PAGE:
A ball valve is generally a well understood industrial valve design. Its simple quarter turn operation, bidirectional sealing, compact form factor, and tight shutoff capability make the ball valve a preferred choice for many applications. The many variants of industrial ball valves can be grouped into two categories, distinguished by a primary design feature, the mounting of the ball.

The two designs are known as floating ball and trunnion mounted ball. Floating ball valves use the seats and body to hold the ball in place within the fluid flow path, with the force of directional flow pushing the ball against the downstream seats. The floating nature of the ball limits the applicability of this design to smaller valve sizes and pressure ranges. A some point, the fluid pressure exerted on the ball surface can exceed the ability of the seats to hold the trim effectively in place.

Trunnion mount ball valves employ the stem shaft and, you guessed it, a trunnion to support the trim. The shaft and trunnion, connected to the top and bottom of the trim, establish a vertical axis of rotation for the ball and prevent it from shifting in response to flow pressure. A trunnion is a pin that protrudes from the bottom side of the ball. It sits within a bearing shape, generally cylindrical, in the base of the body.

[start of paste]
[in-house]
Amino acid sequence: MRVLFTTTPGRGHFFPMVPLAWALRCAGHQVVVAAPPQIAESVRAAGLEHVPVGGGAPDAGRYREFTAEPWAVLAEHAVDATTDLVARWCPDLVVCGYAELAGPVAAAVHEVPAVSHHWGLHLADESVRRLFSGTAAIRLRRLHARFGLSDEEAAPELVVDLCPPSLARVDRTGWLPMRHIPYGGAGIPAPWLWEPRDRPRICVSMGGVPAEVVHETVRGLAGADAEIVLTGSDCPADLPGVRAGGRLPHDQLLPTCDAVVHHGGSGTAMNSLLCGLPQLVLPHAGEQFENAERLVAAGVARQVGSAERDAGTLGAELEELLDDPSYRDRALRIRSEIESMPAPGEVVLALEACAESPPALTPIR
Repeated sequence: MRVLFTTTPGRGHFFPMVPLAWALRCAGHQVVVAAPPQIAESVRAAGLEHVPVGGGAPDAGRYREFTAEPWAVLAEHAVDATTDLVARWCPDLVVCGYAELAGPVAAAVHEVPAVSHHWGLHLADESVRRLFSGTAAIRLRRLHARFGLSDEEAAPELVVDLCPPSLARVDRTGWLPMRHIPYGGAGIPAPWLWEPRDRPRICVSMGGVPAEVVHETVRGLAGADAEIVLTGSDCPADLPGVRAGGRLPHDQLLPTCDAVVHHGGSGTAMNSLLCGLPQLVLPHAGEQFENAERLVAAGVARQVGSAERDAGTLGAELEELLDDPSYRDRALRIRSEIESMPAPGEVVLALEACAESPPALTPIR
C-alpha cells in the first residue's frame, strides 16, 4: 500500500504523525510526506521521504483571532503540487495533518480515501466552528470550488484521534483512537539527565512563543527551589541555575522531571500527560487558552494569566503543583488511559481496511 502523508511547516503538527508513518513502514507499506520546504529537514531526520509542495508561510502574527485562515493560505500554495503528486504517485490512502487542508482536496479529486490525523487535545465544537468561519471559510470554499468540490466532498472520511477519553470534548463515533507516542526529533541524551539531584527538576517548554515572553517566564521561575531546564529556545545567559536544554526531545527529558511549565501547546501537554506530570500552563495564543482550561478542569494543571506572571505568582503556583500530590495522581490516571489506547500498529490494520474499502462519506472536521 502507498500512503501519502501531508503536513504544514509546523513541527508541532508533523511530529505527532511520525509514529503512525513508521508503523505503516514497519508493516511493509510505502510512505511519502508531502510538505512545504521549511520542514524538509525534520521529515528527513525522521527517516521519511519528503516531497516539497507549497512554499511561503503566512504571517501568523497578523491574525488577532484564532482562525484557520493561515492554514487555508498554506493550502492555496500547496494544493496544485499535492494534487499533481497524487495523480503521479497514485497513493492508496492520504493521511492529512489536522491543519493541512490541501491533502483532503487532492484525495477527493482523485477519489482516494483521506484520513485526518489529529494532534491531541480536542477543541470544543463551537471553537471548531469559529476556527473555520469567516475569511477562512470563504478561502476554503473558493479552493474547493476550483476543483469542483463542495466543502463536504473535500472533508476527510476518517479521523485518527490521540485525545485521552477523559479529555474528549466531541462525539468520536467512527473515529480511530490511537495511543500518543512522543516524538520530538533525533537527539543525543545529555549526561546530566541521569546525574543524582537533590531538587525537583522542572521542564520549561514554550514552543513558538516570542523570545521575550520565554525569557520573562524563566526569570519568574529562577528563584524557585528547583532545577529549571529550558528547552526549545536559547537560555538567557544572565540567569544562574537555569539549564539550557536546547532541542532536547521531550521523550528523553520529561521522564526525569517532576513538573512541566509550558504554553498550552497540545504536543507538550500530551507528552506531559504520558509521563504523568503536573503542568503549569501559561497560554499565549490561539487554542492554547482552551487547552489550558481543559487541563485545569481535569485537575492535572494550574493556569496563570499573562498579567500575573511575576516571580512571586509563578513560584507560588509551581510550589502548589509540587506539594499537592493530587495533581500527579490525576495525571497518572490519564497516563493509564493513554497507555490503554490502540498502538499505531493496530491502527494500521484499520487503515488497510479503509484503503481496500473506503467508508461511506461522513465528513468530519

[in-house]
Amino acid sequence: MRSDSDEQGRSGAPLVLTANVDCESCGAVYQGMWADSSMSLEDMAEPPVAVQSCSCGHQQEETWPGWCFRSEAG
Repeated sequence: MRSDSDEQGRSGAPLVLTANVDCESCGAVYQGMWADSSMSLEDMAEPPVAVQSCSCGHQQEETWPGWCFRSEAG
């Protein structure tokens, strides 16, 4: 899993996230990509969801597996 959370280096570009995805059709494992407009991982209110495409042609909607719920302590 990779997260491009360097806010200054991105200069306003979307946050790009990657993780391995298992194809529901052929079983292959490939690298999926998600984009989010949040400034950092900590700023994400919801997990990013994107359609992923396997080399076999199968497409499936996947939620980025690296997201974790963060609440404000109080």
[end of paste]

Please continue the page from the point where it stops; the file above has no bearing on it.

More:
Because of their structural design, trunnion mount ball valves are suitable for all pressure ranges and sizes.They are used by many manufacturers as a basis of design for their severe service ball valve offerings. A trunnion mount ball valve can also be advantageous for applications employing valve automation. Since the ball is not held in place by a tight fitting seal arrangement, operating torque tends to be lower for comparably sized trunnion mount valves, when compared to floating ball valves.

Whatever your valve application challenge, share it with an industrial valve expert. The combining of your process expertise and experience with their product application knowledge will yield an effective solution.


Tuesday, December 22, 2015

Multiport Valve Block Demonstration Video

multiport valve block for pharma and food and beverage processing
Stainless Steel Multiport Valve Block
Courtesy Gemu